Fogarty has about 11 horses in work at Naylor’s farm in Glyndon, Md. Until about two years ago, Fogarty was riding and training in Kentucky.

Ridden by William Dowling, Allimac wired the course, beating the 2007 NSA timber horse of the year Augustin Stable’s Irish Prince and the 2005-2006 Virginia Gold Cup winner Kinross Farm’s Miles Ahead.
Allimac was formerly trained by Sanna N. Hendriks and won the $75,000 timber stakes at Iroquois (Tenn.), but, unfortunately, he broke down with a bowed tendon. Naylor gave him and a few other horses to Fogarty to start back. After treatment with ACell and a regimen of swimming, the horse came back to place fourth at the International Gold Cup (Va.) last fall. He appears to have made a full recovery.

“Jimmy told me to let him settle into jumping and when the time is right, let him go,” McVicar said. “For a 4-year-old he’s still immature. This is his fourth start. He has just taken time to get himself together, and today he was brilliant.”

Gil Johnston, who owned two horses in the first race, had better luck in the allowance hurdle with Orpington. Aizpuru piloted the horse and found himself in a stretch duel with William Pape’s The Price Of Love (Danielle Hodsdon), but Orpington was able to keep the pair back by a neck.

Trained by Jack Fisher, Monkton, Md., the horse has gradually been getting better, and Aizpuru said he’s starting to listen to instructions.

“He’s pretty straightforward to ride,” Aizpuru said. “Just let him get comfortable and do his thing. Every time I asked for a little bit extra, he kept giving it. He acted like the model pupil today.”

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Flag Trouble

Just when they seemed to have fixed the massive confusion of the Great Meadow Steeplethon, its sister race, the $15,000 Alfred M. Hunt Steeplechase, became the backdrop for several disqualifications.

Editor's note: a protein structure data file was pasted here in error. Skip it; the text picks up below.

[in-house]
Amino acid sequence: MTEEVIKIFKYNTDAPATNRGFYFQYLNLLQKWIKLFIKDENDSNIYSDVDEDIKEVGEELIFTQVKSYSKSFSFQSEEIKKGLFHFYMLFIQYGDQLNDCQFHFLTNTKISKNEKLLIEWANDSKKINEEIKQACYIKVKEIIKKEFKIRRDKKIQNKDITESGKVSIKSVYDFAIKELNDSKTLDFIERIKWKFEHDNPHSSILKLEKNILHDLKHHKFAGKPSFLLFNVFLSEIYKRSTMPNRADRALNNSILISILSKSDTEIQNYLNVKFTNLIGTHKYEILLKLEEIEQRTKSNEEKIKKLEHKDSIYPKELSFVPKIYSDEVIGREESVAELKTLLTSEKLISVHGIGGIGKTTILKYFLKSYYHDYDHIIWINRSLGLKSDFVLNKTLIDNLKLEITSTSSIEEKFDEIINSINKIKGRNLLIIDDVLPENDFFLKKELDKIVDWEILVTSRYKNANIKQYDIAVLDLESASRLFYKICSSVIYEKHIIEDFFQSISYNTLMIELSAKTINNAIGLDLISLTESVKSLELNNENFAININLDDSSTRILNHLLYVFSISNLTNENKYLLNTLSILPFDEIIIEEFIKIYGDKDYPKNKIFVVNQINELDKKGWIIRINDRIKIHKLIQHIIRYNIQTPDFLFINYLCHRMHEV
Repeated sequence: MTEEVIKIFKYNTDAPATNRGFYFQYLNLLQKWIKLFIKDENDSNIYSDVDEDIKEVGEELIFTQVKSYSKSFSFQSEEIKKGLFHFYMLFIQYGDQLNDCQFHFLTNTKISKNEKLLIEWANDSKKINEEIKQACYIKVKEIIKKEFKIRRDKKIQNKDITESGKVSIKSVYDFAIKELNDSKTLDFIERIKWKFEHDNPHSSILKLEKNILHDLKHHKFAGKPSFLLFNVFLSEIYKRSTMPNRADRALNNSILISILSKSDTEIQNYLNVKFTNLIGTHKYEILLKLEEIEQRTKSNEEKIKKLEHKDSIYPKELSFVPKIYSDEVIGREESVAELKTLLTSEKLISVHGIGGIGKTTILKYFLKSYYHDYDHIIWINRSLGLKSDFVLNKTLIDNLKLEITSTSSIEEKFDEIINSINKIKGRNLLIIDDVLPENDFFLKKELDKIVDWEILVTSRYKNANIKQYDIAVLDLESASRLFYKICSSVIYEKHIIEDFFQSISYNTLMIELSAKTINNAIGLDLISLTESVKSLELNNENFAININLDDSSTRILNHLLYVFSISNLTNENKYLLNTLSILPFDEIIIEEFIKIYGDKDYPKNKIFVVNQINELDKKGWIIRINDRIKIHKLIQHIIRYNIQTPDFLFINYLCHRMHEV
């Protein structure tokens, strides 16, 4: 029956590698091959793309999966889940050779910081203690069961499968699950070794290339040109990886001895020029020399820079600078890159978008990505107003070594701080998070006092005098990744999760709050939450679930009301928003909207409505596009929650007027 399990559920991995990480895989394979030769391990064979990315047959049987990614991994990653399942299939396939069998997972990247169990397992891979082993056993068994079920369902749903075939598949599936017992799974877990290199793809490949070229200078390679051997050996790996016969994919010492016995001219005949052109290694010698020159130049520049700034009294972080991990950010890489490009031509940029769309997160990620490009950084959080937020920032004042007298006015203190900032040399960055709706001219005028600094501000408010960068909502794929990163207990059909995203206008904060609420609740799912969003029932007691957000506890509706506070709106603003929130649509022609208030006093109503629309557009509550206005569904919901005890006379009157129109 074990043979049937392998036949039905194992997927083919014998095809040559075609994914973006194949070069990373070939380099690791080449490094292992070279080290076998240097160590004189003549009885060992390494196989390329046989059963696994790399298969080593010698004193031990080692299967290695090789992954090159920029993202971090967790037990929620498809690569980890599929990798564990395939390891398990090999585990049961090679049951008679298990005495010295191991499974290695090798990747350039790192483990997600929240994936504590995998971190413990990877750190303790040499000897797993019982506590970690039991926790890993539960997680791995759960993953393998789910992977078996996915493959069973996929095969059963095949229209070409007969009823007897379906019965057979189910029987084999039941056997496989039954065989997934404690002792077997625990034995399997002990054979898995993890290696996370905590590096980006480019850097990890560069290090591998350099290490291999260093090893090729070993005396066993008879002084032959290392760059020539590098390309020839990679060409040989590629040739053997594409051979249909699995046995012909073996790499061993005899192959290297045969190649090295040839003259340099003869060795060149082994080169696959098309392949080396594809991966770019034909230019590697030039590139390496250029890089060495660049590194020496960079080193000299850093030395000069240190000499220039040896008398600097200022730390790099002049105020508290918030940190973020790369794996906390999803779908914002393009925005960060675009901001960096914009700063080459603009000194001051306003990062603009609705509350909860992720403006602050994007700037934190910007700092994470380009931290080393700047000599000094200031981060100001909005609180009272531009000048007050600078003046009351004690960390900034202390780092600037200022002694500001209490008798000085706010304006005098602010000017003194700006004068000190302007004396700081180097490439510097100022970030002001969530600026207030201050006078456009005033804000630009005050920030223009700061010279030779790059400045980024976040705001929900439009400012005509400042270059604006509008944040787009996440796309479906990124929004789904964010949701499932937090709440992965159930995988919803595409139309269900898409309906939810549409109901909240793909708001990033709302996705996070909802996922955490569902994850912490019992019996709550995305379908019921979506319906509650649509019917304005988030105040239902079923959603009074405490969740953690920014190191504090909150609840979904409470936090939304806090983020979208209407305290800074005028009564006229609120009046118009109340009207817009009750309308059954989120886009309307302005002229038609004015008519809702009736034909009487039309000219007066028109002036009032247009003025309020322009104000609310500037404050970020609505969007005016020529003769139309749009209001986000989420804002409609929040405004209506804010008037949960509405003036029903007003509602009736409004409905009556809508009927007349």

Horses must jump hurdles, timber and large natural brush, and negotiate a U-turn in the middle of the Alfred Hunt course, which was the scene of the rider error.

Alfred Griffin’s Hidden Key (Matt McCarron) provided the speed in the race. The pair whipped around the course, easily negotiating the different obstacles with Kinross Farm’s Thegooddieyoung (Chris Read) not far behind. As they approached the U-turn it appeared another group of horses and riders, Hound’s Cry Farm’s Te Akau Five (Jeff Murphy) and Naylor’s Run Up The Flag (Darren Nagle) were choosing a different flag for their U-turn.

Even announcer Tony Bentley was unsure who was right.

Hidden Key and Thegooddieyoung were the first to arrive under the wire, but it was Murphy riding Te Akau Five who demanded the photo in the winner’s circle. About 20 minutes later, Murphy was indeed correct. The stewards ruled that he had chosen wisely. Run Up The Flag moved up to second, and Stewart Strawbridge’s Straight Path (Carl Rafter) was third. Hidden Key and Thegooddieyoung were disqualified and the veteran jockeys fined $400 apiece.

Murphy, who has ridden the course a few times, won the race last year with Naylor’s Bon Fleur.

“It was hard to see. We stopped to turn around the flag because we know where we’re going, but the lads had not even seen it yet,” Murphy said. “Even though we knew we were right, Carl Rafter was right behind us. We were having a race of our own. It’s not like we dilly-dallied our way home; we were racing proper.”

This is Teddy Mulligan’s first sanctioned win as a trainer. The amateur jockey has admired the 13-year-old, New Zealand-bred timber horse Te Akau Five, owned by Tom Kirlin, for many years. He said he didn’t do too much to get him used to jumping hurdles again.

“I took him hunting,” Mulligan said. “I got to school over some hurdles over at Kinross Farm on Tuesday. I rode him, and he jumped so well I thought I might ride him myself. I love that old horse. I asked to get him from Tom so I could hunt him too.”

Mulligan plans to ride Te Akau Five at the Willowdale Steeplechase (Pa.) on May 11 in the amateur race.

Sarah L. Greenhalgh